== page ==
Sterling Daily Gazette from Sterling, Illinois on October 12, 1889 · Page 2
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Sterling Daily Gazette from Sterling, Illinois · Page 2

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Sterling, Illinois
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Saturday, October 12, 1889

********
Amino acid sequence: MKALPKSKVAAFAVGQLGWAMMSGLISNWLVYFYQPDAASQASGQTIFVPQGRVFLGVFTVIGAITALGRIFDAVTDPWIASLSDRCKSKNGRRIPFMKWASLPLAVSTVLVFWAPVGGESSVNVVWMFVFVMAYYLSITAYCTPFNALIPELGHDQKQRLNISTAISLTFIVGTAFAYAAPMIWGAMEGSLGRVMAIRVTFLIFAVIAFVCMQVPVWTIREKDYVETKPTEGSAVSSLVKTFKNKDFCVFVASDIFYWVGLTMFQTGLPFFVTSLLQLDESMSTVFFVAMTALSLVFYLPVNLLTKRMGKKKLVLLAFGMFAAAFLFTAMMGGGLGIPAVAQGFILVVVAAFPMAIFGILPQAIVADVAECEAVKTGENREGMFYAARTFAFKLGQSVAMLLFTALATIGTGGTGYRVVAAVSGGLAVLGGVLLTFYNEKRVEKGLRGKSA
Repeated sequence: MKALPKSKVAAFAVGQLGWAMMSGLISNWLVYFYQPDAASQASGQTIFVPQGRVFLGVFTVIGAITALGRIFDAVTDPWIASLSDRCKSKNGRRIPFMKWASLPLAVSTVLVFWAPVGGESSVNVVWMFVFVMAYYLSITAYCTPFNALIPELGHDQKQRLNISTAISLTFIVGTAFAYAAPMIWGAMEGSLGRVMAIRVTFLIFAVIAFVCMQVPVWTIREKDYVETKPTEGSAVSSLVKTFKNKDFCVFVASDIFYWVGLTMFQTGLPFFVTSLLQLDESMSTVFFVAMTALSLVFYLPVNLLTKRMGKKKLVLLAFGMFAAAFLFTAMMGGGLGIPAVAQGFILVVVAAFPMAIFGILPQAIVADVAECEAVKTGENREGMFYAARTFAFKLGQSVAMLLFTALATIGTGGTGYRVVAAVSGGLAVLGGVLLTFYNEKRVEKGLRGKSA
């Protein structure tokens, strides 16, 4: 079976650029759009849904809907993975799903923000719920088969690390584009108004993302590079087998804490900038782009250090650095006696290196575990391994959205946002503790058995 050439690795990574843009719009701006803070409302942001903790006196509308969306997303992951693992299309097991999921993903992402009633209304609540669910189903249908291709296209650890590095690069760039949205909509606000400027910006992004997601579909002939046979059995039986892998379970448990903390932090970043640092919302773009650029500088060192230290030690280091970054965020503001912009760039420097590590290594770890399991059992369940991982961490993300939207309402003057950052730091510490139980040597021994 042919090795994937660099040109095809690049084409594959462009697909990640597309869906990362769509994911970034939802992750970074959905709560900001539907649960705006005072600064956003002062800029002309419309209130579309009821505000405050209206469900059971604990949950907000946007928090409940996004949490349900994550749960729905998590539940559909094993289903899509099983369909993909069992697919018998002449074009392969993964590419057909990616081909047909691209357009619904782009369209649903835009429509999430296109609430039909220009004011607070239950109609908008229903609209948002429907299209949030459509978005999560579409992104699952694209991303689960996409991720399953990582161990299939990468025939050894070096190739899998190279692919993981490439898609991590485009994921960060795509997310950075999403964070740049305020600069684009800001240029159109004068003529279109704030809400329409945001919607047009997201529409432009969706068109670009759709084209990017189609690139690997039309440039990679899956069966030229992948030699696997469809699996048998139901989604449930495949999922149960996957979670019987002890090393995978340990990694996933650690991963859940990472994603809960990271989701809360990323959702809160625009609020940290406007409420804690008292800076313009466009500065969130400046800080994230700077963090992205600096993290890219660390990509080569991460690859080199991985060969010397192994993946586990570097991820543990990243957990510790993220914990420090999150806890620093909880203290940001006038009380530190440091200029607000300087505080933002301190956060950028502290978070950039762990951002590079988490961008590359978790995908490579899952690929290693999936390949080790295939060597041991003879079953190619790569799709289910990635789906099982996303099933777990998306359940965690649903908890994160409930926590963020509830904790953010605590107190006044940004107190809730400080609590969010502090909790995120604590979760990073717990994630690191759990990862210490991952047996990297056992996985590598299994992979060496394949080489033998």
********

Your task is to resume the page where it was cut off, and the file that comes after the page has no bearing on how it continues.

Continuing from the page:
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'mo- iii'l Proprietor*. Tf E K Bf 8 J 9 <rt». I PC* Yew.— VireSD BT OABTtl'RS. SATURDAY. OCTOP.ER 12 Ciieap Chinese labor bus at length rwjched lint point xvhero a Chinese) bank is noetic".!. It will ba established In Cbinstown, in New Tork, and will bo a curiosity. It will run on tho savings bank p!nn. Montana, Washington, North Dakota and South Dakota, stand up and be counted. We' hereby declare you in tho (Union fully, making four more of us. You arc now at liberty to go ahead and pile a grent and imposing state debt upon your shoulders, like the rest of us. How are you anyhow? We are glad to see you again, Stovepipe Joke. You come to us fresh and smiling as ever, perennial as the morning. For two months you will bo with us, and then you will pass again into six months o: •well earned retirement. You are doubly •welcome, because while you are in tho mother-in-law joke is out The Gooso Bone Prophet. We knew it. \Vo knew tho vcncrabli gray goose bone prophet would make hi appearance simultaneously with tho fal of the leaf and tho stovepipe joke. The true bono is the sharp blade from the breast of a goose that was hatched in spring, and has a trace of wild blood. row of dots around the keel of the bon forecasts the weather. The darker thes npots, the colder the weather will be Contrary to corn husk lore, the gooi bone says there will bo a very mild wir ter. "There will not be many days 1 T?hich runni n£ water, will "free?,*," T'Tli ^BOlUBBb Vvt?tttiit;i will cuuio tnu Ufcfciei' null of January, and the coldest day of all •will be Jan. 27. Tho January thaw will come in February, and there will be disastrous floods and dam bursting, and the . fiend to pay generally. After that we •hall have an early spring. We ought to. And now we hear frnm the Health omratB^ioncr. o£;r>aU;i, I fi'ifmme. Yet what he has to do with the put- njt in tho sewer eystcrn, I do not un- eratnnd). He eaya the sewer in con- roversy ia only Intended for carrying ater. Now if he will only inform tho ublic what ia to become of tho filth rom water closets and slops from tho more than twenty buildinga which are o be beneflttcd by this enwer, each uiidlng averaging one family besides he stores, they may see it as he does, rnps are necessary to prevent the oul air of tho sewer from entering the ouses, but does not prevent the flow f tilth from water closets, etc., to the ewer. I may not know aa much as he Health Commissioner, who comes o the defense of the small sewer ays- i, yet Ihaye had some experience with sewers and drains leading there- Conundrum: If a 10-inch sewer is arge enough to carry the flow from 20 buildings, why has the city gone to the unnecessary expense of putting in a 10-inch drain to connect the city hall with.the sewer, and why does the C. B. &Q.B.B. Co. put in a 12-in.Bewer in ;helr passenger yard to the main sewer ? THOM A s A. G ALT. The Arsenic Fashion. The llaybrick trial in Liverpool and the testimony given in evidence that old 'Maybrick used arsenic and whisky for a tonic, and Mrs. Maybrick used the same poison for her complexion, have had a curious result. It has stimulated the sale of arsenio cocktails and complexion •wafers to an unheard of extent in Amer-> iea aa well as in Europe. Other fools of Jioth sexes desire to teat tho Maybrick irecipes for themselves. Arsenic nostrums for both tho inside and outside of ; the human animal are plentiful on tho market. Thero are probably women crazy enough to try any means under the eon to secure a good complexion, except the one method prescribed by nature and hygiene. ' An unusual crimo or out of tho way achievement of any sort is sure to find plenty of imitators. This fact aeems to favor the presumption that mankind are descended from the monkey. —The famous stallion, Axtell, beat his record of 2:14, at Terra Haute yes terday in 2:12 and was soon after sold to a syndicate for$l05,000. This Is the highest price ever paid in the world fo: any horse. The former owner of Ax tell, Mr. Williams, of Independence Iowa, is a lucky man. —"Washington Tost: The reception extended by Mrs. Electa £. Smith, for nierly postmistress of Sterling, 111., fo Sterling Commandery No.. r>7, of tha city, Tuesday evening at her residence oil M street northwest, was one of th pleasantest courtesies that has bee shown the visiting Knights. Mrs Smith was assisted by Mrs. Luce, whos charming instrumental and rocal nm R|P, n/lrtnrt m nfth tn the plnnsure of th friends, who welcomed the Knights with cordial hospitality. After an hour's pleasant chat with the ladies, interspersed with some of the old war- songs, joined In by all present, a collation was served and greatly enjoyed by the Inights after their parade. Con- splcioua among the Knights present were: W A McCune, commander; C L Sheldon, Hon C C . Johnson, J M Uickford, A C Stanley, Fred Buell, A McLane, T O Wolfe, C F Farley atd wife, D L Miller, B G Craw ford, George E Wilson, J B Graves, J J Wonderly, II D Badger, C P Williams, C A. Clark, J H Lafferty, and C Hegeman. Other To bny i~ 1 «• Timf '~ i "-, ?io"i n ry pncl nn- tny goods are reliable; my rices reasonable and the variety of y stock is unequaled, replete with verythlDg-'tha moat fastidious could esire. CHAS, A. CLARK. At tl:" j-r" -'--Tit IT:I, turo is a. jvirt of the c most int"!!t--r-t!i:il t =rl»M ally r«'i;riril--il n-: a nci; ward supplying and sound b'.M.iy for the \-]« n j.';r>:i-i| cn!- iiiTk-Miiim of our ils, and is F-.I fr^n^r- ...:=ary element to- inain'aiiiing the sound mind, it is C'hnrch Notice". Grnco Episcopal oliurrli,corner Int avfnueand h street, closed. Sunday school at P:i5 a. m. Services at. tlie English Lutheran church to- lOrrowat 10:50 a. m. ami 7:30 p. in., conducted 1 tlio piistor, Ecv. K. Hrown. Sunday school 112 m. Services at the Christian church at 10:30 a. m. n<17:30p. ra., conducted by the pastor. Ilcv. nilrew Bcott. Sunday school at IS m. S. C. E. 17 p. m. Sen-ices at the itti Street M. E. church at 10 :!W . m. and 7:30 p. m., conducted by Rev. Grover Clark, Sunday school at 12. m. Youne Ceo le's meeting 0:30 p. m. Services la tt>e Broadway M. K. church at 10:30 a. m., ami 7:30 p. m., conducted by tlio pastor, Kev. J. U. Hamilton. Sunday school at 12 m. General class at 9:30 a. m. Services In the Presbyterian church tomorrow 110:43 a. m. and 7:30p. m , conducted by Rev." Dr. Dillon, of Seattle, Washington. Sabbath icnool at 9:4G a. in. S. O. K. at 6:30 p. m. Services In St. Patrick's Catholic church tomorrow, conducted by the pastor, Rev. P. McMahon. First Mass, 8:30. High Mass 10:80. Sunday scheol 2:30. Vespers and Benediction 0. Services at the Congregational church at 10:45 a. m. and 7:30 p. m., conducted by th» pastor, Rev. Martin Post. Evening subject: "Friendship; Human and Divine." 8, C. K. at 6:45. Bible school at 12. Services In the Evangelical church, corner or 5th street and Bth avenue, at 10:30 a. m. and 7:30 p. m., conducted by the pastor, Rev. A. Heafele. Sunday school at 9:15 a. m. Young people's meeting at 6:30 p.m. Services in tnc Church of the Sacred Heart tomorrow, conducted by the pastor, Her. H. M. Feeers. First Mass at 8.00. High mass at 10 KX>. Sunday school at 3:00 p. m. Vespers and sacramental benediction at 3:00 p. m. Services In tha Baptist church to-morrow at 10:30 a. m., conducted by the pastor. Rev. F. A. Gregory. Sunday school at 12 m. General prayer meeting at 6:00 p.». Young people's prayer meeting luesdgy evenlngat 7:30. worth while to cor; >;i<]rr a recent statement of eminent physicians that tho mere exercise of singing is a great help toward the prevention, cure or alienation of lung diseases. In the incipient Btnto of ouch discuses it ia even said to be a powerful aid to a cure. It is, indeed, fiomeTrbat curioua that the medical fraternity have not exploited the theory of lung exercises by singing more fully heretofore than they nre now doinc;, for the nction of calisthenics in developing tho cheat and of gymnastics in strengthening muscular tissues have, for years been a universal practice, although as a matter of fnct the mere physical exercise of singing brings into play an extraordinary number of muscles that can hardly bo suspected of action in connection with the throat expansion. It was disclosed by statistics tn Italy some years ago that vocal artists were usually long lived and healthy, and that brass instrument players, who bring their lungs and chest into unusual activity, have not had a consumptive victim among them. No matter how thin or -weak the voice, children or young people should be encouraged to indulgt in song. Thero can bo no happier meal- cine, and if hearers soraetimesuffer, thoy should bo encouraged and strengthened to bear tho infliction in view«of tho good it may occasion. — New York Tribune. iKorUvi E. o.Ook.i MILWAUKEE BEER, 'Select" "Export" "liohcmian" and "Lager Beer." (Also tho "Best" Tonic extract of malt and hops) ' WAUKEGAN ALE AND PORTER, In kega and cases. Oppoiito C. n. & Q. Depot, I^ocnat! Street, DE, A. W. BAER. OFFICE OVEIt Oetling&r's Qloihing Store. Female and Children's Dlscnuc* n y. 8i-m3 Excellent Work «t Reasonabia Prices, THE STERLING GAZETTE CHURCH CONVENTION WORK. Convention ding In tlio --Tim Oon V, 11. IT fvi. I£pl»ci>pi>1 COMING- SOON. THE BIGGEST guests were Judge Kellogg, assistant postmaster, United States Senate; Mr. and Mrs. Clifford, Mr. H A Munson and daughter, Mr. Campbell, E L Mills, assistant chief, loan division, Treasury DepBfrtment, and many others. BOCK. FALLS Our Visitors. i The most distinguished of the Spanish gentlemen now receiving Yankee hospitality U Senor RIatias Romero, Mexican minister to the United States since 1882. From Guatemala comes the leading lit-, erary man of that little- country, Senor Ferdinand Cruz, LL. D., though what a literary man could know about commercial relations ia hard to tell. The delegation from tho Argentine Republic ia a brainy one. Its chairman is Minister Quesada, at Washington. Tho delegate from Bolivia is a newspaper man, Juan Francisco Velarde. The Venezuelan delegate, is also a journalist Many of the delegates from the different countries are lawyers. At this time the whole array of distinguished guests are -making the grand ~~tourof thtrcCTuntry:—The plun ig to show them our manufactures and our massive and mighty agricultural products; also our jnilitary resources in case of war, and to impress them on general principles that the United States is no end of a great country anyhow, richly worth trad- Injj with. With this view, after a brief inspection of West Point, the party were taken first to New England. In admiration not unmingled with awe they gazed upon Yankee cotton mills, Yankee carpet, hosiery and woolen mills. They inspected thread factories and shoe and silk factories, edge tool works and the Waltham Watch company's buildings. They gazed on the gilded top of the Massachusetts •tate house. They scented the awful air of Boston culture and lived. In each place where there is time for it they receive a banquet and a reception. By the time their six weeks' tour is leaded our national guests will have traveled 0,000 miles on our steamers and ia our palace coaches. They will have Been and siuellod the Standard oil of Cleveland, O.; they will have witnessed pork slaughtering in Chicago, and tasted the beer aad admired tho cream colored brick of Milwaukee. At Ann Arbor they •grill have beheld something to make Spanish eyea stand out with .wonder, a splendid university where young men ami women get their education together, «Zkd la tb.8 same classes, peaceably and with no noziat-uao. Ttujy will go west (49 far KS Gfflaii% tiien, returning, tbi-y will tako a pot-p at Kentucky and &«» the pretty girU tutd fttt horsMsj ot the Ulue Grass regtun. At CSacJBOatl thtir path, will tw uuuta «ssux>{& by dktnu-triug ihfti that city »iE» ^IjfCi'ir'iKi tiiaa in" ct'j*r ttt iiu -wrt (} >> ws i!U. 'if *•-<" t .ISif v 7nr JuJ .la •- 'i . , -t-Isaac I. Bush went to Chicago this morning. -t-Miss Grace Loomis, of Legonier Pa., is here visiting friends. -HThomas Callaghan is building on his lots south of Bock Falls. -*-Mlss Lmfa Quackenbush, ef Morri- aon, U Tiaitlng friends here. -4-Mrs. Joseph Wright gave a number of her friends a 5 o'clock tea, last evening. -*-Ed.Smith, who has been.visiting in Ohio and Indiana, returned yesterday. -nE. B. Tuttle, M. D., who graduated with Dr. Scott, is in town for a few days. -t-Thomas atevenson, of Duquoin, III., is here viiiting bis son, Link Stevenson. -t-Mr. Robert, Miss Jennie and Bessie McNeil are in Polo visiting Mrs; James Donaldson. . -t-Mrs. Anderson, of Bockford, who has been visiting in this place, returned home this morning. :i — Tha "proportionate representation'- si'tiumi' i^t-ciituu .» 0^0!;. In the Episcopal house brdeputiea'yesterJay, nine members of the committee to which it was referred reporting It inazpjdlent to make any change. This ia one of the most important subjects bjforo the convention, the object b<>irig to give dioceses power in general conventions proportionate with theii roll of communicants. The committee asked to be discharged and the homo consented, but placed tho report on the calendar. The Service in Other Luneange). Another report favored permission to use other than thu English language iu tho services of tho church when tho attendants are unacquainted with that language ; calendar. A standing voto adopted resolutions In memory of Bishop VsIL The housa of bishops announced the cousacratio i of Drat' Morris and Bpaulding as bishops oC Oregon and Colorado respectively. Hymiml Ili'Vlflon Pontpnnad. '' Tho mnttor of ruvlsioi of the hymnal waa disposed of by referring it to a committee, to report at next general convention, the hymns In the revision report being outhorizail for use in the meantime. A motion permitting the tentative usa ot tho revised prayer^.book. was adoptud.. Tho house of. .biibopg. an- nounceil non-coivcurrencj In tho proposed consecration of bishops for California andMis- aouri, owing to want of time to consider the subject. The deputies then adjourned for the day. __^__ The Cougregutlanall&ta. WonciisTKii, Mass., Oct. 12.— In the Con gregational council yesterday the Goorgis matter was considered, and Mr. Maxwell, » colored delegate, oppose d the admission ol tho whito delegates, as they would not fraternize with tho negroes, and to admit them would drive tho negroes into some other church, probably the Roman Catholic. Dr. B. C. Mt-Daiilols, of Atlanta, declared that the complaint was imaginary, and not real, and, for himsolf, that a man who refuses fellowship to a man because ho is black is not a Christiau. After a long discussion it was voted to admit the white delegates, thoy promising to give tho Georgia colored men the right hand of fellowship hereafter. 1 — ' -'-' Our (Dress Goods Sale for the past iwo we*. has hen a and we shall continue at the same pr-ia Underwear for Gent's, at 23c, worth 4:0c. Underwear for Children, at 8c, worth 15c. OKBTXa PKEl Yds. of Aierican at 6f cts. per yard. Children's Wool Hose at lOc a pair. Men's Wool Hose 80. a Pilr. In. •Kb.e'tTT'orld- Also- the Wonderful Comicality, half Pantomime, half Comedy HE-SHE--HIM AND HER, With the World-Eenowned Hampty Dumpty Clown, GKSO- HI. -A-XDu^T^S, In the leading role. A STANUABU BUCCKHM IN THK I<AK»EST CITIKH. .. I lifter -Your Trade! AND IF LOW PRICES AND GOOD GOODS mean anything, I am sure of It. I AM SB£.LINtt MOKK GOODS FOR THE 8AKB AMOUNT OF HONEY TKAS AMY IN Well done with good materials for Harper's, Century and all other magazines and periodicals. Fine binding for works issued in parts. All Kinds of blank books made to order and satisfaction guaranteed. Fine leather work a specialty. Wat. BOJOINBB, GAZETTE Office ILE FLOORS AMD FBRE PLACE GOODS AT MOI>KItATi: 1-KICK8. -t-Frank Woodford stopped off here today on bis way home to Cedar Rapids, from Chicago, where he took a load of stock. -t-Miss Bertha Latimer came from Fairview to attend the surprise on Miss Horning and will remain in town over Sunday. -i-Dr. and Mrs. W. J. Beenaan, of Savanah, Ohio, are happy over the arrival of a little boy. They were formerly of Rock Falls. Harry Anment was seen on our streets yesterday which was something unusual. The street railroad must have brought him over. • -«-Mifis Nellie Lindsley enjoyed a pleasant surprise last evening given her by a number of her friends in honor of her seventeenth birthday. -<-Regular services in the Congregational church of Kock Falls tomorrow, morning and evening. In the morning the pastor will preach on "The Nature of Spiritual Development in the Life." In the evening 'a course of "Illustrated sermons" will be begun on tlie "Prodigal Son," by the means of large pulpit paintings. AH are invited. -t-Mias Lizzie Horning was the victim of a surprise party at her home at J. J. A. Zeller's last evening. Tke party waa composed of 3d ot Rock Fairs most prouiiutmt youn& people who met at Dr. Scott's office and at 8 o'clock marched ia a ixxJy.aml found the young lad; busily eagit&ed wilh her school examination papers. The sutprisa was complete. AU ttsoroegiily enjoyed toe most or UH.UU rtMM&ed their OF THE CHURCH MILITANT. An Enterprising Welsh Rector Tries Collect Tillies. LONDON, Oct. 12.—The rector of Gwaonvs- gon, in Wales, ia a man ot more than ordinary energy and enterprise: In attempting to collect the tithes duo him and which the people are not disposed to pay, he headed a party of bailiffs Thursday, who were sent to protect the auctioneer in attempt to distrain. The auctioneer had boon driven off three •timas^wuilo—making—similar—attempts;" and when it became known that lie proposed again to enter the farms, assisted by the bailiffs and tho rector himsolf, a large crowd armed with sticks assembled 'and,made a desperate attack upon the distinguished party. The Parson Fought Nobly. The rector fought nobly In defense of his rights, and with a heavy club, which he wielded with great dexterity, |u> felled four of his flock to the earth. TheT)allifrN, however, showed less ffrit, and fled with the auctioneer from the fltiU, so that the enterprising rector was forced to yield. Ha now declares that he might as well turn pirate out- and-out as to attempt to co'lect the tithe* due him from the stubborn Welsh farmers. The Tcmplant* ISucampment. WASHINGTON CITY, Oct. 12. —The KnighU Tomplor encampment yesterday adopted the report on ritual unanimously and committed the ceremonials to a committee to report at next conclave. After the closing routine business wns disposed of the enc&mpmeat adjourned sine die, A banquet was given tho encampment last night by tho Knights of this city, at Willard's howl, and was tho last formal event of tho programme of tho conclave week. Covers were laid for 233 guests. Past Grand Master Rooms was unable to attend owing to indisposition resulting from the arduous work of the past week. Sir M. M. Parker, of Washington, occupied the neat of honor at tho hood of the table. The banquet ppened at 8 p, m., and fa&sting aud speech making was kept up till long after midnight. Czar and Kulier Embrace. BKttLiN, Oct. 14—Emperor William, Princo BUnutrrk, aud K number of fferimus officer* of high rank rwcaived tho czar in thU city ywterday. Tha two emperors, *ft«r ambracin^ ropeatwlly, drove to tha Ruasi&u «<uba.«iy, tUa crowiin iu tfao etrents failing to ch*rer us the) carriage paAst*i at a *Uarp trot. Jiisuiavck h.id a ionj; cunvenaUon with ttxi Diilt. Kcw V A look through my stock will convince you or of this tact, ram not giving away goods, but do know that My Prices are Lower than others that Advertise Low Prices. Pure Sagara and Syrupa at JEW We <'urty tlin lurgro.t an< mo*! <:O.1II'I. 'I'l! BlurU aitd Untie and UUN • do- Jim In till* counlrj ,Ve shall foe plofiaecl i o coriVHpond with Intend ; pnrehaaor.' or liivlte"ln«i-<Ttlun of oar com .to utock. Wo art. uiauulucturers. J.J.LIiep? 307-309 WABASH AVf at a great sacrifice. add (Mfa's Hats at 000 NEW YORK STORE, SJmd I>oor South of !»oist Office. PER LINK. ARE'YOR READING THE Small Ads In the Krenlng Oazettel Valuable Information to . Boarding Hoiue Kcepcra. Do you want boarders? If you do' you can easily secure them by putting, a "want" in the EVENING GAZETTE. It will cost you but 10 centa for 3 lines. WALL PAPER BARGAINS. Remnants as Low as 3 cts. a roll. White Blanks as low as 5 cts. Nice Gilt Papers at 10 cts. Ingrains 10 to 20 cts. Very handsome Gilt Papers 15 to 25 cts. Borders equally cheap. These prices only to make room for new goods. AT STRICKLER'S. n i. 't Wmtt Hi* ifrtatutt uuK, O-.-t.. IS. —A ta«iu **> found ^bottom— prices^ Choice Coffees, Teas, and H T nad.i*lter- ated Spices. Flag Tobacco 30 to 6Qc per Ib. Fine Oat and Smoking at lower prices than yon have ever bought at before. Fine CutjChewing at 35 to 50c per pound. The Old Time Fine Oul at 50c, that others are selling at 65 to "75 cts. for no better. I have tie exclusive sale of this tobacco in Sterling. The Beat Combination Coffees at 80 and $5 cts. per Ib. Cheaper grades in stock. Make no mistakes In buying FLOUR! I am selling the best that la sold Iu Sterling at si 30 to $t.*x A good secoad urad« Flour at (1.00 per sack. Winter Wheat Pitent at JI.J5 per sack. Don't pay Jl.&o to J1.80 for so calied Fancy Patent when yuu caii g«t the »uiue at J1.30 Good Japan Tea at 30c per pound, k Four Wheel Express Wagon. s!T«a away wtUi on» i»tsnil Unking Fowiirr. • CljIiiaTea Cup »J><J rtaucsr with otw nt i'ii^k' Cloaks with Gap© .00. We can save you $5.00 on every Plash Garment. We soil none but reliable makes. WALKER"® LISTER^ AMD SALT'S. Our Children's Scarlet.Vests and Pants, at 25c, is the greatest bargain in Sterling. Ladies' White Lawn Aprons, trimmed with 3 inch India Embroidery, only loo. Just half price. Men's Custom Shirts, New York MHls Muslin, 2100 Linen, warranted to fit, only COc, worth $1.00. Knotted Fringe Damask Towels, only 15c, cheap at '25o. Ladies' Cashmere Gloves, 8 button length, embroidered back, 25c, worth 40c. Black, all silk, Satin Rhadaine, only 75c; a bargain at $1.00. Double fold Tricots only 25c. We carry the only full line of Priestley's Silk Warp Henriettas, Australian Cashmeres, Novelties, Mourning Veils and Shawls in Sterling. A written guarantee with every pattern ot Iluskell's Silk. Persian Shawls $5.00. Beaver Shawls only $3.50 and upwards, ticailet Blankets only $2.85. Crayon portraits, free, with every purchase ct'$i5.00. BIJTTCRICK'S PATTERNS